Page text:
There was a glimmer of hope. The seed of the idea that I was not an accident of circumstance who came from nowhere and was on its way to nowhere. A plan. A home. A people. A Heavenly Father.
There was right and wrong – outside and independent of men with their little views and their little ideologies. Something bigger and greater than all of us. Even me. Even you.
And once that was revealed to me, there would be no turning back.
On the one hand: No outrageous proclamations. No amount of political doublespeak. No rejections. But also: No amount of mockery or disdain. No amount of oversimplification.
That may not sit well with you… whether you are an angry Ex-Mo, a Recommend Wielding Priesthood Holder, or anyone of a million different kinds of Mormon.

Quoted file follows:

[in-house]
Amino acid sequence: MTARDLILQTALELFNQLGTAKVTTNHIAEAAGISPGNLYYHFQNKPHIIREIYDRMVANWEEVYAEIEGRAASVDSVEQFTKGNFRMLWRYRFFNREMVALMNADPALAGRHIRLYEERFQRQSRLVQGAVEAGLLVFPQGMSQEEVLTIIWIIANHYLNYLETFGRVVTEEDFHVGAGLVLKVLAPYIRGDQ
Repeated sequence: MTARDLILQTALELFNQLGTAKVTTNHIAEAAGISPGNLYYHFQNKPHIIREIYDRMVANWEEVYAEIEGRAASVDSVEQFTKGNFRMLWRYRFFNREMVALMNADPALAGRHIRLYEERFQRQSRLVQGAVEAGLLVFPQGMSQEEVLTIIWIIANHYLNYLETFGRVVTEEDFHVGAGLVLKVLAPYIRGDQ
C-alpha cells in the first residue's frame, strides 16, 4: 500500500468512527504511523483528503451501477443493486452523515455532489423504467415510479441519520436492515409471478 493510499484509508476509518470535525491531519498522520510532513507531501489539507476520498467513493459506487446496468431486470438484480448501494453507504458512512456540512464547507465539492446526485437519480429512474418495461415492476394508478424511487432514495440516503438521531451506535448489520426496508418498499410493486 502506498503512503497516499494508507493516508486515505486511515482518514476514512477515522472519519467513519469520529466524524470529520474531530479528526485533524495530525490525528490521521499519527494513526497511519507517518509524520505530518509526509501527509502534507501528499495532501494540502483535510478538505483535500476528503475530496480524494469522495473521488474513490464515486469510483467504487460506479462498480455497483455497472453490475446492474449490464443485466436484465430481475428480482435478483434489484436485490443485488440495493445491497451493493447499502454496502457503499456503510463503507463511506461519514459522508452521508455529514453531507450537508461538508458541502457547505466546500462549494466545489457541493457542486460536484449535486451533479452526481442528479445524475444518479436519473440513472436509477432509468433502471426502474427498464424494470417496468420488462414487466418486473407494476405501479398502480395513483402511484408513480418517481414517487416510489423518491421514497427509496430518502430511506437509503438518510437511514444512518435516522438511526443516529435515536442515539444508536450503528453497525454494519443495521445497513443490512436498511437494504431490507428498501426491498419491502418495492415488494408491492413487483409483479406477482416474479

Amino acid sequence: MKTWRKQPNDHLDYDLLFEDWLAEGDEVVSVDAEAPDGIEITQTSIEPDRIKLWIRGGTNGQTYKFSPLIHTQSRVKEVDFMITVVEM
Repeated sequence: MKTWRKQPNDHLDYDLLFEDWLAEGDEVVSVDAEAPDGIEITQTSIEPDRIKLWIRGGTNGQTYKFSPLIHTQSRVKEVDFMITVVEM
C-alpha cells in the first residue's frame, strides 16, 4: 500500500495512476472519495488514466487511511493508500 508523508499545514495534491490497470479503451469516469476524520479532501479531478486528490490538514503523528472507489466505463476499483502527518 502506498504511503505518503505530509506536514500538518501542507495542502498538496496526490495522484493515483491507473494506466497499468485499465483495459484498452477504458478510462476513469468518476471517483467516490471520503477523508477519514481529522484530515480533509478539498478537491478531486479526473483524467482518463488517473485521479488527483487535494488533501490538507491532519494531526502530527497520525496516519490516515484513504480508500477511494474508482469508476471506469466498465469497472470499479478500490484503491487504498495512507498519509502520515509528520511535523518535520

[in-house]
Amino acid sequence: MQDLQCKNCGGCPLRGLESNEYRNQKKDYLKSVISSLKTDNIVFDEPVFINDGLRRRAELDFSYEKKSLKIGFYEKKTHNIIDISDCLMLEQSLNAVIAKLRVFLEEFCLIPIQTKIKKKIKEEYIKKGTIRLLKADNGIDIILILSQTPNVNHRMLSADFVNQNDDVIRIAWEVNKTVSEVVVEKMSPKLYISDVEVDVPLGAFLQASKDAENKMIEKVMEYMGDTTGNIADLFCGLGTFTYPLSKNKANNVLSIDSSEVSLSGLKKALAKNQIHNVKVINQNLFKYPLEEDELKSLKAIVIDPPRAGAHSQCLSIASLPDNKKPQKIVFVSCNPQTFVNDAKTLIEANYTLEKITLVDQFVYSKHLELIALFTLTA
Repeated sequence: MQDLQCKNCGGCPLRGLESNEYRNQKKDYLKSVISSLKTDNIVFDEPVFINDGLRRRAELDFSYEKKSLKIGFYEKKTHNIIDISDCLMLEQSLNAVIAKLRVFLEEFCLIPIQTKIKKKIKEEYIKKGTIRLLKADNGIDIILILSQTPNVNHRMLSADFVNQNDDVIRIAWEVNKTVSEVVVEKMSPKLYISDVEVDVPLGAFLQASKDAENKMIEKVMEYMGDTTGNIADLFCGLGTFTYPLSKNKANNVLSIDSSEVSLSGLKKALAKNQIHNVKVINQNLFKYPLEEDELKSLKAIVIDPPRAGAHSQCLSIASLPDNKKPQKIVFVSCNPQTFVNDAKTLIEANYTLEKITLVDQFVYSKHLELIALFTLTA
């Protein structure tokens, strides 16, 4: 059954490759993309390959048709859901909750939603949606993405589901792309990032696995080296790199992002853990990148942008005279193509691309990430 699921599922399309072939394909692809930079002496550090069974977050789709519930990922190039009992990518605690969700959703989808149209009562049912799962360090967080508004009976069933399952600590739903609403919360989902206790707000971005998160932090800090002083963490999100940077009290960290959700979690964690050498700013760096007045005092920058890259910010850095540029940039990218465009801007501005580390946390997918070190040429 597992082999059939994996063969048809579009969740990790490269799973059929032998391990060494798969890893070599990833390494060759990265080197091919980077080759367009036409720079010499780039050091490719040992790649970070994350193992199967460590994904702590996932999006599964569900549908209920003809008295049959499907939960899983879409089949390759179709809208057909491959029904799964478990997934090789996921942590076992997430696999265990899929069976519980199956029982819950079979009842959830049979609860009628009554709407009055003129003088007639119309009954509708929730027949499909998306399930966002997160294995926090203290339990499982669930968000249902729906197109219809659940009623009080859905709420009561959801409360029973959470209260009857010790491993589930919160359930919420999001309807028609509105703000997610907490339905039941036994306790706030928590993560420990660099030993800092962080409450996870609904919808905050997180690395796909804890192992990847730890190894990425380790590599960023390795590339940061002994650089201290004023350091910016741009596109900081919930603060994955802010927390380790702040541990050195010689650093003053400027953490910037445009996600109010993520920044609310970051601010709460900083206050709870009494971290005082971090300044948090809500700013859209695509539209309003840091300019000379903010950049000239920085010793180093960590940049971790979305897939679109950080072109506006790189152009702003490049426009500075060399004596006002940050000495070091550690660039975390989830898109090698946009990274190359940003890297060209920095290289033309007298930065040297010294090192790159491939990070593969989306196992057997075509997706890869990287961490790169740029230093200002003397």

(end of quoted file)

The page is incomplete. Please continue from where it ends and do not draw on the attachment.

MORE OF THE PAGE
But you see… I don’t particularly care. Unless you were the one who lifted me up… who saved my life… who took me in… who welcomed me into the loving, awesome presence… I really don’t care what you think of my faith. I believe now… and I answer to God alone.
It may not be something you understand, or want to. It may not be something you feel is worthy. It may not be True, according to your definition of the word. It may not be as gentle and compassionate and respectful and accommodating and orthodox and traditional as you are accustomed to.
And this faith has grown… as I’ve met people who inspired me. Waters… even oceans… have parted. The impossible has become commonplace. Blessings have come about. Miracles worked. Ask me about it one day… and if the time is right I will tell you.
It’s what I have.
It’s all I have.
And it is what it is. It’s mine. It’s meaningful. And it matters to me.
That’s it. It’s not an agenda. It’s not zealotry. It’s not craziness. It’s just the cold, hard, faith.